IER Blog Series: Governance Tackled

This blog is part of a series on selected aspects of the ICC Independent Expert Review Final Report released on September 30, 2020.

Governance issues lie at the heart of many of the International Criminal Court’s (ICC) internal problems and tension with the Assembly of States Parties (ASP). A court, by its nature, is meant to be independent, but the ICC is accountable to the ASP, a body made up of states that agreed to subject themselves to its jurisdiction. How can those two fundamental principles be reconciled?

Through the final Independent Expert Review report, the experts propose a foundation for more functional governance by pointing to the dual nature of the court as both a judicial institution (ICC-court) and an international organization (ICC-IO). As a judicial entity the court is judicially independent, a status that should be vigorously guarded in order to ensure the ICC’s credibility. However, the experts point out, it is also an international organization, which states parties expect to “guide and shape”.
This distinction is relevant because, as the report indicates, defining what falls under state party guidance without trampling on judicial and prosecutorial independence has been problematic in the past.

The Three-Layered Model

To make the distinction clear the experts devise a useful three-layer model as the basis for their governance recommendations:

  • Layer one, judicial and prosecutorial activity (ICC-court);
  • Layer two, administration of justice (ICC-court);
  • Layer three, administration of the international organization (ICC-IO).

The experts indicate that the ICC-IO “indirectly supports” the ICC-court, including on administrative matters, and is led by the registrar. States parties are deeply involved in the ICC-IO as they elect officials and provide funds. This is distinct from the ICC-court, which the experts further divide into “judicial and prosecutorial activity” and “the administration of justice.”
“Judicial and prosecutorial activities” require complete and total independence, including from states parties. The administration of justice, according to the experts, does not “necessitate the same degree of independence” as judicial and prosecutorial activity. The experts take the view that the administration of justice at the ICC should be audited, just as is the case in national systems.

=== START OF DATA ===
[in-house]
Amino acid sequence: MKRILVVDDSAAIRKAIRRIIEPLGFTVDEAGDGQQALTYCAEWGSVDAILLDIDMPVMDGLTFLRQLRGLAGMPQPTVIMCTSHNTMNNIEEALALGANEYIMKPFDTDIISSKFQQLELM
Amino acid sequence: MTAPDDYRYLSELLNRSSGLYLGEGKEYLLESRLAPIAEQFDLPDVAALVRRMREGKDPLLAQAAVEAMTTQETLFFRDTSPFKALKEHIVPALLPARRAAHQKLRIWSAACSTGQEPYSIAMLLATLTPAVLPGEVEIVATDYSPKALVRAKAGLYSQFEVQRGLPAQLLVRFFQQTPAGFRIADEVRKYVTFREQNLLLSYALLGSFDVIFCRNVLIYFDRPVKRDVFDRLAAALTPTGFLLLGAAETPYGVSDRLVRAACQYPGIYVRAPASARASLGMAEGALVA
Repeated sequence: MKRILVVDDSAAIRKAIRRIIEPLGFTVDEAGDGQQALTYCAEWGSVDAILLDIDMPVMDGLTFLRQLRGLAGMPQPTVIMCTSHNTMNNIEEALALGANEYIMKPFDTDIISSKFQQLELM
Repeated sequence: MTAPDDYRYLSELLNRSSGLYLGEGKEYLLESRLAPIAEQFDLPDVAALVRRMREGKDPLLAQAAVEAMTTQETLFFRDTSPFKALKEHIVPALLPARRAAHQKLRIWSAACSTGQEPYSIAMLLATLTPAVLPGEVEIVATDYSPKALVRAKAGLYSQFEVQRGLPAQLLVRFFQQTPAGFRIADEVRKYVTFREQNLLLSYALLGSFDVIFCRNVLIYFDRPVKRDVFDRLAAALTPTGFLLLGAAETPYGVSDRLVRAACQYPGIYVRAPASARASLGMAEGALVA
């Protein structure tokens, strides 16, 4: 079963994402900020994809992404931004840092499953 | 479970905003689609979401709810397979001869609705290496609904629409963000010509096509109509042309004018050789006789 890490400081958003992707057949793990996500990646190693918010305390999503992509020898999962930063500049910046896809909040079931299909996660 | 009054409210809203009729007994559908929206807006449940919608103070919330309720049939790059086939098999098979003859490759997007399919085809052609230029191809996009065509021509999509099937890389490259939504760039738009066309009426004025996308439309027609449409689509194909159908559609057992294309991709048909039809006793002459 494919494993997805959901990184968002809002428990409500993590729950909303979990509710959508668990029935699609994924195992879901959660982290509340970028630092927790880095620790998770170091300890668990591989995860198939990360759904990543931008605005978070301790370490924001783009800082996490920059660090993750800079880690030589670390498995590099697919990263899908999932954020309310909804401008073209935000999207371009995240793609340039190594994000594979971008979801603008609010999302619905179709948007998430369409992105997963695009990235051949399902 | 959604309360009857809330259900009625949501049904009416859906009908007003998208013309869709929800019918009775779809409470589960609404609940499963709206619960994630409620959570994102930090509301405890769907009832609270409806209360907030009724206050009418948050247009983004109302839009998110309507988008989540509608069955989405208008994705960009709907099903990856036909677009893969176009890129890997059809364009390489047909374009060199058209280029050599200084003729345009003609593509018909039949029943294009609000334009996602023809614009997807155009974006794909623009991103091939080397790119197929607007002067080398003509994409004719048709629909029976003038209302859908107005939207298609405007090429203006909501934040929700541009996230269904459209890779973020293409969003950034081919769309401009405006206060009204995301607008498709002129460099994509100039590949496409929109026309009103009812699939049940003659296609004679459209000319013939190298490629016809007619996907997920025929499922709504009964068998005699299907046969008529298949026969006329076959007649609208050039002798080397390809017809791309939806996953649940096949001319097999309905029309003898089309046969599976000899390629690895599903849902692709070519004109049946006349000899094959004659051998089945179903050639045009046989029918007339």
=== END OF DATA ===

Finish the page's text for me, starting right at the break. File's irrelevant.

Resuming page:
The experts say that states parties should not influence judicial and prosecutorial activity in any way, “whether through budget decisions or appointments.” This is important because state party control over the budget has negatively affected the prosecutor’s ability to do her job. For example, for several years, some influential states parties have been pushing for a “zero nominal growth” budget, which means no budgetary increase, despite inflation and an increase in the workload.

However, the experts also state that the Court should “accept the legitimate authority of the ASP to decide its budget and should tailor its activities to match the resources available.” Where is the line between undue influence on a judicial body and reasonable state expectations of a court to live within budgetary limits? Resolving the tension between providing sufficient funds and pressuring the prosecutor to work within the confines of the budget will continue to be difficult. More can and should be done to ensure the prosecutor has the funds required to get the job done. As we have seen in the past, insufficient funds, among other factors, contributed to the hibernation of the Darfur cases in 2014. In her recent statements on Nigeria and Ukraine the prosecutor highlighted the “limitations of operational capacity due to overextended resources.”

Empowering the Registrar

In the aforementioned Three-Layered Model, of particular interest is Layer Three, in which the experts propose a significant increase in the registrar’s power and influence, considering the registrar as the equivalent of a secretary-general of the ICC-IO as well as serving as the registrar of the ICC-court.